New migration rules will worsen labour shortages

Hospitality is likely to be one of the sectors affected

Measures set by government designed to cut migration are likely to exacerbate labour shortages, particularly in the care and hospitality sectors, according to experts.

The new measures include increasing the minimum salary needed for skilled workers to enter the UK from £26,200 to £38,700, as well as banning care workers bringing family dependents to the UK.

Read more: Skills gap: UK needs one million migrants a year

Home secretary James Cleverly said the new plans would cut migration by 300,000 people a year after it hit an all time high at 745,000 in 2022, according to the Office for National Statistics.

However, Neil Carberry, chief executive of the recruitment and employment confederation said the measures will stunt growth and unfairly disadvantage the private sector. 

Health and care workers will be exempted from the increase to the salary threshold, as those on national pay scales, such as teachers.

He said: “Attracting people to the UK for work and study is a benefit to growth and prosperity here. And it helps to solve shortages – as the government must know, given that health and social care are the heaviest users of our expensive work visa system.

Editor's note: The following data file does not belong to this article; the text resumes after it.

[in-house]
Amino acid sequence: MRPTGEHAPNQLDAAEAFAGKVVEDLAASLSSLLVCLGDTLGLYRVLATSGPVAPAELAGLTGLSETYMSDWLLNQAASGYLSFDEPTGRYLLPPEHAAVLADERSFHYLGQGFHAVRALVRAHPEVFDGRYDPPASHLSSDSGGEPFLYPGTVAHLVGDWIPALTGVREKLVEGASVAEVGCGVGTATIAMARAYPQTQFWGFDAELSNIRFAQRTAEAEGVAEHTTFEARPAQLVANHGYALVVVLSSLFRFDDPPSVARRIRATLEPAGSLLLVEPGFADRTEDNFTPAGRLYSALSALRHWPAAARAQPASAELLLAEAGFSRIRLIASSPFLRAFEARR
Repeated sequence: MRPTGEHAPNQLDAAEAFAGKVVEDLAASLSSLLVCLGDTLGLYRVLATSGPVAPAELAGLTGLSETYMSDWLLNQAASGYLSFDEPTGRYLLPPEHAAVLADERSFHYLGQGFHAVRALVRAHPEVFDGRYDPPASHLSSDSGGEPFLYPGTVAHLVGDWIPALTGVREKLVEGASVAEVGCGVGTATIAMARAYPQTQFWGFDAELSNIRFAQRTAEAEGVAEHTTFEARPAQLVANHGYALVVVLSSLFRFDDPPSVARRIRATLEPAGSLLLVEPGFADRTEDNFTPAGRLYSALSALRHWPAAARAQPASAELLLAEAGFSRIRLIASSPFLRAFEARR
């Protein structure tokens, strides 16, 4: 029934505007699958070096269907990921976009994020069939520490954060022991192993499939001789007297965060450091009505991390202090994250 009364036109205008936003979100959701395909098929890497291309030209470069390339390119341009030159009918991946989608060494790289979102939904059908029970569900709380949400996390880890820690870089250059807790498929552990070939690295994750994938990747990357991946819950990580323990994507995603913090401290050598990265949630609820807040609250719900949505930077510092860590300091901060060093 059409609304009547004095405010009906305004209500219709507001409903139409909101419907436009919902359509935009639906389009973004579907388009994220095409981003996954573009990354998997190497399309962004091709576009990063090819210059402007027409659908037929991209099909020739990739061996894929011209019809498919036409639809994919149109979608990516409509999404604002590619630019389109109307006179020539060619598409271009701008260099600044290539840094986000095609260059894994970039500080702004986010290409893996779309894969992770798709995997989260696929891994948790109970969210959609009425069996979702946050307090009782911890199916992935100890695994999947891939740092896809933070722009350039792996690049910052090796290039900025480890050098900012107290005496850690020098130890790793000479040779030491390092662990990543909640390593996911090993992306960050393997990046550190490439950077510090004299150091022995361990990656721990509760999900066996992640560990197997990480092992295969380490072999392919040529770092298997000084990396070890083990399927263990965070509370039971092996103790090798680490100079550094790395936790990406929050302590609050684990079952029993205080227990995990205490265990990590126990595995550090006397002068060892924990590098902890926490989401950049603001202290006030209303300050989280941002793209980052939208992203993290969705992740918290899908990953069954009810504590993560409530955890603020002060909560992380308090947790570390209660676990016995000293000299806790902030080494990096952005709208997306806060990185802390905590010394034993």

“But while firms have to pay the price, the government chooses to exempt itself from the new threshold. One rule for business, another for the public sector in health and care will not go down well with those in industry.”

Read more: Fines for businesses employing illegal migrants to triple

The government also announced it will increase the annual charge foreign workers pay to use the NHS, raise the minimum income for family visas and ask the government's migration adviser to review the graduate visa route.  

The measures will also end companies being able to pay workers 20% less than the going rate for jobs on a shortage occupation list (SOL).

Firms are now awaiting further clarification on exactly how this will work, according to Jonathan Beech, managing director of business immigration law firm Migrate UK.

He said:  “There is now an anxious wait for the Migration Advisory Committee (MAC) to redraft its recommendations for the SOL.

“The Home Secretary has indicated this will be pared down and the discount to salaries removed. 

“The SOL could still be relevant as there was a brief mention that a special salary rate will be applied to the roles on the SOL. This is the hope as it will be needed to keep some industries afloat.”